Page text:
By Moses Aremu
West Africa remains the top deepwater exploration and production destination on the planet. In the sixteen years since the contest for deepwater spoils was established, this corner of the south Atlantic has led the two other contestants: Brazil and the US Gulf Of Mexico, in attracting investment dollars.
In spite of the recent boost in activity of the US Gulf of Mexico and the discoveries of huge reservoirs below the salt cover in deepwater Brazil, the early lead that West Africa had taken in the mid nineties has turned its waters into a vast, busy parking yard for FPSOs, with such decade old fields as Zafiro, Girassol and Dalia each doing in excess of 150KBOPD on average, even as reservoir maintenance work sets in; relatively newer fields are gushing oil at world class rates and a queue of field development projects are lined up from Equatorial Guinea to Angola.
- Take a look at fields that coming on stream in the next two to four years:
Pazflor. TOTAL’s Pazlor project in Block 17, will develop production from the Perpetua, Acacia, Zinia and Hortensia discoveries. First oil is expected in 2011 at the initial rate of 220,000 BOPD. The four fields are scattered over an area of 600 square kilometers, six times the size of Paris, at a water depth of about 1,200metres. Acacia contains light oil, whereas the other three are Miocene characterized by heavy, viscous oil. TOTAL plans to use subsea oil-water separators for the Heavy Oil reservoir. The separated oil and water will be pumped to the FPSO using Electrical Submersible Pumps(ESPs). TOTAL has built an FPSO capable of processing 220,000 BPD of oil and with storage capacity of 1.9 million barrels, The produced water will be re-injected into the reservoirs. The two subsea production systems encompass 49 wells (25 producers, 22 water injectors and two gas injectors) and three subsea separation units connected to six ESPs. The topsides control system is designed to accommodate 21 additional wells and a fourth Subsea separation unit.
CLOV, also in Block 17, will involve gathering hydrocarbon fluids from tour fields: Cravo, Lirio, Orchidea and Violet (CLOV). TOTAL has received approval from its partners to begin drilling in 2012 so as to achieve first oil in 2014. The subsea development will consist of 34 wells tied back to an FPSO with a processing capacity of 160,000 BPD at plateau and storage capacity of 1.78 million Bbls. The FPSO will be able to process two types of crude oil, light oil from Oligocene reservoirs and heavier oil from Miocene reservoirs. Both oil streams would be combined aboard the FPSO in a single train prior to storage.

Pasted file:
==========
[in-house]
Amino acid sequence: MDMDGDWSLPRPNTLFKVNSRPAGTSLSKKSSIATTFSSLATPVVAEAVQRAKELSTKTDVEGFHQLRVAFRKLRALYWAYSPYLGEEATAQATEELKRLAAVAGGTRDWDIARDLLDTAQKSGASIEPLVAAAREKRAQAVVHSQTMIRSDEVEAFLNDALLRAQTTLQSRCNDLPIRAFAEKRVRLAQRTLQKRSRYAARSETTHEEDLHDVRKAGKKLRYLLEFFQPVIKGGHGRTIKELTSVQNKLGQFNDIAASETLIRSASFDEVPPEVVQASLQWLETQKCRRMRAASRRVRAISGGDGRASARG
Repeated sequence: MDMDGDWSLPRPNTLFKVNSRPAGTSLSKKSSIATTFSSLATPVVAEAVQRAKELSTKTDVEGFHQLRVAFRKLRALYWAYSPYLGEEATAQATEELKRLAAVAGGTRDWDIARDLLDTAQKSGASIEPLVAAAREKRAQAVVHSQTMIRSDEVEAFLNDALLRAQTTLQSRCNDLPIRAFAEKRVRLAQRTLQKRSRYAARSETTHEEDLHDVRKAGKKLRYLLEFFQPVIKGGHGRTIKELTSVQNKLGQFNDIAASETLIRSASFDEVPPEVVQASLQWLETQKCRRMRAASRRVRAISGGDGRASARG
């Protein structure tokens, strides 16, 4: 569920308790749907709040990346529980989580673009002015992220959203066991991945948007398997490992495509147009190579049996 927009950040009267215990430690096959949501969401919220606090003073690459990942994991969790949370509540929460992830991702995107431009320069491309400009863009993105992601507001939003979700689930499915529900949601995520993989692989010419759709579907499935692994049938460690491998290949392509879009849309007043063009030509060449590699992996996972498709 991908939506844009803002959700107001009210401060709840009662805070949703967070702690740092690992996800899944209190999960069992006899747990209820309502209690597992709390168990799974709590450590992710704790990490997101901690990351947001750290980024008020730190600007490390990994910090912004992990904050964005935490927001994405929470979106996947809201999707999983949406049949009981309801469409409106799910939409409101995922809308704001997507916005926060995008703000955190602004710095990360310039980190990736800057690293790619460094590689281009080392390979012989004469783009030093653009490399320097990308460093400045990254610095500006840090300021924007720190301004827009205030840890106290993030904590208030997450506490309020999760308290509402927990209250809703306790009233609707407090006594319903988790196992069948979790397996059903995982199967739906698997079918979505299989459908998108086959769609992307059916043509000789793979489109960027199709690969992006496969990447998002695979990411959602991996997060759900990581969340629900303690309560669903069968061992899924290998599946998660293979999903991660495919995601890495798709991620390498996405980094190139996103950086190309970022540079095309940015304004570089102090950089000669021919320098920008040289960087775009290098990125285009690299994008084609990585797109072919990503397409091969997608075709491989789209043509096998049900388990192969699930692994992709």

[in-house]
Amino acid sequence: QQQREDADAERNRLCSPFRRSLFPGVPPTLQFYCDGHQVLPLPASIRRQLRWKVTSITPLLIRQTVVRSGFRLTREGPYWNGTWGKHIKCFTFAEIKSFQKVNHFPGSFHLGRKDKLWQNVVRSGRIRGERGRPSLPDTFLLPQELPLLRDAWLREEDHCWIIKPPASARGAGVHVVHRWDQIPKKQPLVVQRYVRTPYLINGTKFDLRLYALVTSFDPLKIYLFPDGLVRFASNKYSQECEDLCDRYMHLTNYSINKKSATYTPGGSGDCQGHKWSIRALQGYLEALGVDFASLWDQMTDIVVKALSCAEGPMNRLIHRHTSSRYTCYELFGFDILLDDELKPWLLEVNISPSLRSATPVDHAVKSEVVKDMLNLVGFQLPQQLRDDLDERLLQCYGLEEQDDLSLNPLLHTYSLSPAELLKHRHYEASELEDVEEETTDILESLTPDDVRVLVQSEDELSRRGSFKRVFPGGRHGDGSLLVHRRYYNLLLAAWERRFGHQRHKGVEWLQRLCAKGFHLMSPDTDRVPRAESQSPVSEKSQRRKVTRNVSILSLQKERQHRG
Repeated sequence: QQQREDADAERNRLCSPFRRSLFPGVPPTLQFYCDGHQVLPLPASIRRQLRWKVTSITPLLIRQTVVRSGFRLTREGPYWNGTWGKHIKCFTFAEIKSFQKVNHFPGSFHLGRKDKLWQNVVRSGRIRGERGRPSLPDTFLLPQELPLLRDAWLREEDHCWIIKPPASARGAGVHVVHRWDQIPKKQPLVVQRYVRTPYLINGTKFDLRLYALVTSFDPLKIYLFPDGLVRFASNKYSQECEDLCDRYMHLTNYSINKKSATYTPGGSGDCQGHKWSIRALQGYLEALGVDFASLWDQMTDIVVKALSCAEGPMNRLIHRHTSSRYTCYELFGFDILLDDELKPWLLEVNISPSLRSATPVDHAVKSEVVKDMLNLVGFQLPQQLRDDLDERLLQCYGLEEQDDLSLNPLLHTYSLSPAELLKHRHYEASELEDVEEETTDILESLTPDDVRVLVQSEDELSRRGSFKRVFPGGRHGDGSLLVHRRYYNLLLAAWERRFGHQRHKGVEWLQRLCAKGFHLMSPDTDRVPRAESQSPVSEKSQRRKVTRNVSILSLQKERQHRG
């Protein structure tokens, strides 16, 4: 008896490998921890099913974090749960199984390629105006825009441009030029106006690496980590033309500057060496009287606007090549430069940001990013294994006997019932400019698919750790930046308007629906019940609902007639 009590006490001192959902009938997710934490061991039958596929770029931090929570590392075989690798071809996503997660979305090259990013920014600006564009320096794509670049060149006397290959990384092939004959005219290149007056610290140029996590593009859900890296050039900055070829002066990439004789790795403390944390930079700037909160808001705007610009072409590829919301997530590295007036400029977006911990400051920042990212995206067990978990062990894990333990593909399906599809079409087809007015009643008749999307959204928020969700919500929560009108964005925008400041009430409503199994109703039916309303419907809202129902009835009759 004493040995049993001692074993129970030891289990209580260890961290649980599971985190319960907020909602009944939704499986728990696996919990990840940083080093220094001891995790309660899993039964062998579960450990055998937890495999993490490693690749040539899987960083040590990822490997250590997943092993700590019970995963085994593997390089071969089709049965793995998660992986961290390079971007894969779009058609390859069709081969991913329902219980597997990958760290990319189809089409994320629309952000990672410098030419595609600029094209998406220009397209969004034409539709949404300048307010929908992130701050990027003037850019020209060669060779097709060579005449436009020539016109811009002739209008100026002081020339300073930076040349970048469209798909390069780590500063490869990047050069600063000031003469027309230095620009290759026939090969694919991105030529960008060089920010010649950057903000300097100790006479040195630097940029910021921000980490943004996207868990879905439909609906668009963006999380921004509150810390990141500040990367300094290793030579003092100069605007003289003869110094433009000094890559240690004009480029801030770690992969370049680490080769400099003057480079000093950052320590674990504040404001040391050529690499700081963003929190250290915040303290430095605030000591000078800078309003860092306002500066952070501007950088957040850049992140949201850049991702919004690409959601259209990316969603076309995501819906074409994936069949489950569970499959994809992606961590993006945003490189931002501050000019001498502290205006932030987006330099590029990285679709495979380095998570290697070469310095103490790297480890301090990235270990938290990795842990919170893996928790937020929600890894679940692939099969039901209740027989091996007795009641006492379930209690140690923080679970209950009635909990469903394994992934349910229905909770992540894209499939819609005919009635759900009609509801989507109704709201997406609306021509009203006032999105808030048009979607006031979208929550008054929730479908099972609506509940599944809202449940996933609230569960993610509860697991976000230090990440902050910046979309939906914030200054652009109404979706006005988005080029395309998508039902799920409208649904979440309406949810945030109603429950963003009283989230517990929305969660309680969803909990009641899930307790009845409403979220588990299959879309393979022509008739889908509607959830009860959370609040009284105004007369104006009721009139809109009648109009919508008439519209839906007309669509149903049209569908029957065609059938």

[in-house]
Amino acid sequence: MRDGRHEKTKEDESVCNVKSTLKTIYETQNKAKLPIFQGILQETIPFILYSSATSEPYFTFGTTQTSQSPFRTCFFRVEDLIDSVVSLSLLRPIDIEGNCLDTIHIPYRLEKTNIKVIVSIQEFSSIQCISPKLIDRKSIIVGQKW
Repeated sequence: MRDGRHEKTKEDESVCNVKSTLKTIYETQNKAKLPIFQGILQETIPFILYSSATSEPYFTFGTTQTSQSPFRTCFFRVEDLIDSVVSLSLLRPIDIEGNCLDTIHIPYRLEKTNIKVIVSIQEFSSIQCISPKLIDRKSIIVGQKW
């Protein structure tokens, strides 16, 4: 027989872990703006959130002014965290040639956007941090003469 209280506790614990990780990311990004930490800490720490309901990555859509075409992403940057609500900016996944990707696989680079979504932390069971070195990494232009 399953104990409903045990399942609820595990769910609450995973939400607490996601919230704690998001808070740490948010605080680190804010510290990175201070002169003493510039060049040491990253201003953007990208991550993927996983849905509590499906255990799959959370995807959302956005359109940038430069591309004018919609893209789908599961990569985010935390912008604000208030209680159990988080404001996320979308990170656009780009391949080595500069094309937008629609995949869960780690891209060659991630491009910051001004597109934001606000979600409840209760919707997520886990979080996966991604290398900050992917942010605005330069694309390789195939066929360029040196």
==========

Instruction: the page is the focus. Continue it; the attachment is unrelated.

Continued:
Aseng: First production from the Aseng field is estimated to commence by mid-year 2012 at 50,000 barrels of oil per day gross (16,500 barrels per day net). Equatorial Guinea’s authorities approved the field development plan for this Noble Energy operated field in July 2009. Located in Block I, it represents the first oil development in the country’s part of the Douala Basin. Initial development of the field will include five subsea wells flowing to a floating production, storage, and off loading vessel (FPSO) where the production stream will be separated. The oil will be stored on the vessel until sold, while the natural gas and water will be injected back into the reservoir to maintain pressure and maximize oil recoveries. The FPSO, to be located in approximately 945metres(3,100feet) of water, will be designed with capacity to handle 120,000 barrels of liquids per day, including 80,000 barrels of oil per day. In addition, the vessel will be capable of re-injecting 170 million cubic feet per day of natural gas. Storage on the vessel will be approximately 1.5 million barrels of oil and condensate. Total cost of development, excluding the cost of the FPSO, which will be leased, is estimated at $1.3 billion ($530 million net). The majority of this capital is to be invested in 2010 and 2011. Over the life of the project, the company expects to recover gross hydrocarbon liquids of approximately 100 to 120 million barrels, with initial reserve bookings beginning in 2009. In addition, there is an estimated 450 to 550 billion cubic feet of gas resources at Aseng that will be produced as part of an integrated gas monetization project once the pressure maintenance phase is completed.